There are not many options to make money from Instant Articles as the usage of scripts is very minimal. Publishers are displaying Facebook Audience Network ads via Instant Articles. I have been a power user of Instant Articles since it’s inception and am still using despite few disadvantages. In this article I would be sharing my experience with Instant Articles and few revenue stats to give you an idea.

If you are not aware of Instant Articles and Facebook audience network. Do go to our official Facebook Page via Facebook App. You should see articles with flash opening instantly without loading at all. These are known as Instant Articles by Facebook. The ads that you see on Instant Articles are delivered by Facebook Audience Network. In case you are new to Instant Articles, read the below listed guide to implement/understand the same

A Complete Guide to Facebook Instant Articles – Implementation, PROS and CONS

Earnings Report from Facebook Audience Network:

To be very honest, the earnings are not at all impressive while compared to Google AdSense. However, we are still using Instant Articles for a different reason which we will mention at the end of the article. The RPM’s are very minimal compared to Google AdSense. I see a little improvement after using Instant Articles for a couple of months.

We can deliver other ads if we want to via iframe, but that would be a violation according to Google AdSense and even though you get a special permission to deliver the same, the ads do not load like Facebook Audience Network due to different reasons. So, you are forced to implement only Audience Network as of now. Let’s have a look at the revenue profile;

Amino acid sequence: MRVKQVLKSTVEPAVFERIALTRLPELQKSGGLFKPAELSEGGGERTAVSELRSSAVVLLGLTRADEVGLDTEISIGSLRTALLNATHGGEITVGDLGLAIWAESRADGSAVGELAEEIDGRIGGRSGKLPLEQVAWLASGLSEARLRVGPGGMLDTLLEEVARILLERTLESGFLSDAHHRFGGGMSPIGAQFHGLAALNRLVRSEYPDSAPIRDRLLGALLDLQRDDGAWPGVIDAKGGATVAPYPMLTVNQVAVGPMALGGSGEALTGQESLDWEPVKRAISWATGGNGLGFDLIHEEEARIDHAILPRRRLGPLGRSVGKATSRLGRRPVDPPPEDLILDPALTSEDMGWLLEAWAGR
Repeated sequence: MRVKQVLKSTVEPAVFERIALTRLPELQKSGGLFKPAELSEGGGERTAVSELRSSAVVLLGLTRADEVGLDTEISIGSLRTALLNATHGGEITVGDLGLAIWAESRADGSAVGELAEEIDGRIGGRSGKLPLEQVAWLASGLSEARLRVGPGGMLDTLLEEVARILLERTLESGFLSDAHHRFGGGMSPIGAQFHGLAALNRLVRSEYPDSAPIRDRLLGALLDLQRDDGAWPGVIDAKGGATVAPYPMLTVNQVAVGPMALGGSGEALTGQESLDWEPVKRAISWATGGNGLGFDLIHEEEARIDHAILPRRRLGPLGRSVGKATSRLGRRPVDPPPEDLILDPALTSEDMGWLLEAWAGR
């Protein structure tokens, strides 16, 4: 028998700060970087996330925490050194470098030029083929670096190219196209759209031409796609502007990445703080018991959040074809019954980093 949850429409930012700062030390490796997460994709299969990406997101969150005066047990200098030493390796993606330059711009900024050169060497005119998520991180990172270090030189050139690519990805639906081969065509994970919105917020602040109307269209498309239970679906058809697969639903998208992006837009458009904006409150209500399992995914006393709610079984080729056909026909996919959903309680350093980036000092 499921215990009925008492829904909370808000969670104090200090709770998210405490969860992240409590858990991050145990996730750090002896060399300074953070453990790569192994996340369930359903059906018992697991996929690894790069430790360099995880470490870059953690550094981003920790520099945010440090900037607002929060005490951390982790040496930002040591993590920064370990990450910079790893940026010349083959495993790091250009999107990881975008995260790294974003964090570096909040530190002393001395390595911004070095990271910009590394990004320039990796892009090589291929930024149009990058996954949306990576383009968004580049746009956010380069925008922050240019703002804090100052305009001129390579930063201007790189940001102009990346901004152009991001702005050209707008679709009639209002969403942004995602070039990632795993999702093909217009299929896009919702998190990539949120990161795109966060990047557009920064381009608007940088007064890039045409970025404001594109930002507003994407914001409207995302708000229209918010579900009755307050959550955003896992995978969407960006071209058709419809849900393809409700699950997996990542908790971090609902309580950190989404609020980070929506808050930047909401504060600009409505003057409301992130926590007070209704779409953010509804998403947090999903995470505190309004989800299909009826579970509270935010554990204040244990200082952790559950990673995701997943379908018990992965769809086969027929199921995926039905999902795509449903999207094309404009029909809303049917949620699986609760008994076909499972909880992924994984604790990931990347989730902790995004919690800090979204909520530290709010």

Payment Proof from Facebook Audience Network:

Payments are regular and on time. You can receive payments directly to bank via Inward Remittance which is a very good option.

Final Words:

Audience Network revenue is very poor compared to AdSense, but we are still relying on Instant Articles because of the great user experience. We hope Facebook will address this and improve the revenues via some optimization.

Let me know your opinion on the same in your comments below. Do participate in the discussion on the forum on this topic.

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07 Jul

Facebook uses your location data to suggest new friends, despite huge privacy concerns

Facebook’s “People You May Know” has always been an interesting algorithm to watch in action. While we can’t claim to have analyzed its function in-depth, it’s fascinating to see how the addition of a single friend can change the people Facebook thinks you might like to follow. Add a few high school buddies, and you’ll see more of your fellow graduates. Add a business contact or family member, and the same thing happens.